Williams is a very well rounded athlete– although his posterior areas are noticeably less efficient than his anterior areas, they are not apparently stunted. And for a CB, Williams is a physical rusher and an excellent tackler. Overall then, Williams will likely play in the near/ intermediate areas of the field, mostly in zones, and help solidify Denver’s nickel defense while setting a physical tone. And very importantly for a defense that provided very few turnovers in 2021, Williams’s combination of soft hands, long arms, and superlative awareness will likely offer consistent interception potential.
(The following, concerning Turner and Compton, is an excerpt from Part 2 of Nathaniel Hackett’s Projected Denver Offense)
Billy Turner and Tom Compton were signed from Shanahan-style offenses (GB and SF) and are perfect fits in Nathaniel Hackett’s similar-style offense. Both players are lateral oriented anterior dominant and therefore unsurprisingly show excellent lateral agility (and mobility in general). Turner shows very quick feet in setting up for pass protection (as well as good agility/ endurance), and is the more likely player of the two to start the year as an every down player (at RT) given his greater/ more balanced overall development (meaning he is more likely to stay healthy over time). Turner is also more capable in pass protection than Compton, who can be exposed by powerful rushing DE/ OLB (Compton was a major liability in pass protection against Von Miller in the NFC Championship game, where Turner at least mostly held Miller in check during their matchup in GB). Compton however is no slouch, particularly in the run game (where he is excellent at moving/ occupying defenders laterally from their gap), and as a backup/ short term starter (at either T or G) will likely prove to be very valuable. Both Compton and Turner are similar in that they combine good mobility/ agility with somewhat underwhelming forward push (and in Compton’s case, somewhat poor balance when dropping straight back). Turner was likely at least somewhat protected by Aaron Rodgers’s quick reads/ release in GB and so may be hard pressed to repeat his statistical success with a slower-playing QB in Wilson. Nevertheless, both players are excellent and experienced fits in the projected scheme, who will help teach the nuances of this technical style to their line-mates while serving as quality short-medium term starters.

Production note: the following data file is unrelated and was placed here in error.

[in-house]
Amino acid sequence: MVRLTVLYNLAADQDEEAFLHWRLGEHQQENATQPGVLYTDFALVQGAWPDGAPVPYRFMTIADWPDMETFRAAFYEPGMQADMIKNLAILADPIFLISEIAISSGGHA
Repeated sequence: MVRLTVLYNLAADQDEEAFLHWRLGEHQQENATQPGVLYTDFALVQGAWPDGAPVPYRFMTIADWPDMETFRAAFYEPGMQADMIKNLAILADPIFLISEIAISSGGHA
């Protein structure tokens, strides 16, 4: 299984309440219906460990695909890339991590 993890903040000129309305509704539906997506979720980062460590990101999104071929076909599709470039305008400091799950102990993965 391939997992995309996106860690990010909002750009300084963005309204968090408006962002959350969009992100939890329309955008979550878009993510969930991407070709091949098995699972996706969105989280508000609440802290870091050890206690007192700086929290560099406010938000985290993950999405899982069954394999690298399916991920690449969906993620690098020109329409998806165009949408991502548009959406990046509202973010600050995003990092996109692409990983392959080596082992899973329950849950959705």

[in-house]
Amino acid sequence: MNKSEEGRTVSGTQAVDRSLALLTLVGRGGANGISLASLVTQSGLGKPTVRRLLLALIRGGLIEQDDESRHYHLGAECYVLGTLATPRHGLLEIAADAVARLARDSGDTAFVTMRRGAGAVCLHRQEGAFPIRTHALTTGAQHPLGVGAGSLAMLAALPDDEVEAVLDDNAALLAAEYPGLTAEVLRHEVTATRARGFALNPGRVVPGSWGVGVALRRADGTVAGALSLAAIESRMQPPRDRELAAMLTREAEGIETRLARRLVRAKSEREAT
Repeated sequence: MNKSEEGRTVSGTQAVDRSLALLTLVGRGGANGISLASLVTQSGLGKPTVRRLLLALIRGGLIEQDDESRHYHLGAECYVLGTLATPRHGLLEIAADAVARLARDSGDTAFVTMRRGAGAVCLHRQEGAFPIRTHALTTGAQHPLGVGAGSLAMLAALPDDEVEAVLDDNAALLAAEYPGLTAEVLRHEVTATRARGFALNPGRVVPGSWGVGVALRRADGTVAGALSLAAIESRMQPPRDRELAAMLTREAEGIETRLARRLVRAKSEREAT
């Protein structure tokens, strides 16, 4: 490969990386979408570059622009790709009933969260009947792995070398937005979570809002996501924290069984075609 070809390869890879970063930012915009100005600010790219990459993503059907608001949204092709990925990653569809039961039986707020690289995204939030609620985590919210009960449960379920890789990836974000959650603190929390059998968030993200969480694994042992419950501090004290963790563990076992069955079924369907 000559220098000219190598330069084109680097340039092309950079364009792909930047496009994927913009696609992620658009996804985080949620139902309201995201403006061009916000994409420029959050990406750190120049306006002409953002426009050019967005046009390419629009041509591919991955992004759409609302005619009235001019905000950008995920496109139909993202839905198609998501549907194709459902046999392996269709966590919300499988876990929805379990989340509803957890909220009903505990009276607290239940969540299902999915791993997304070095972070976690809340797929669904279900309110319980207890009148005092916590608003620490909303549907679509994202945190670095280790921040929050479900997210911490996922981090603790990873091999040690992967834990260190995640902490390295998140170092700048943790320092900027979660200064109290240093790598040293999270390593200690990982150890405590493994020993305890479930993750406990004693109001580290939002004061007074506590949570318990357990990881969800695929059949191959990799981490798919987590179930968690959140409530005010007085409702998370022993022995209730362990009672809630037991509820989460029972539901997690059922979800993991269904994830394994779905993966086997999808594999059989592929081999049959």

Alex Singleton (medial centric posterior dominant) was not studied in enough depth to offer a full review/ profile. However based on early impressions, Singleton couples high levels of medial posterior efficiency (both thoracic and lumbar) with somewhat underwhelming lateral efficiency. Meaning that Singleton is quite powerful and speedy going straight ahead, but when forced to make quick lateral movements or changes of direction, he loses that same level of power/ speed. Singleton also shows powerful arms/ tackle ability but only within a relatively short distance from his body– his somewhat lacking anterior thoracic efficiency gates his hand strength/ control at full extension. Overall then Singleton profiles very much like an interior (interior) linebacker, one who can offer some quality pass rushing and tackle ability going straight ahead, but who may struggle staying with shiftier slot receivers/ TEs and when asked to keep up with quick lateral moves/ changes of direction.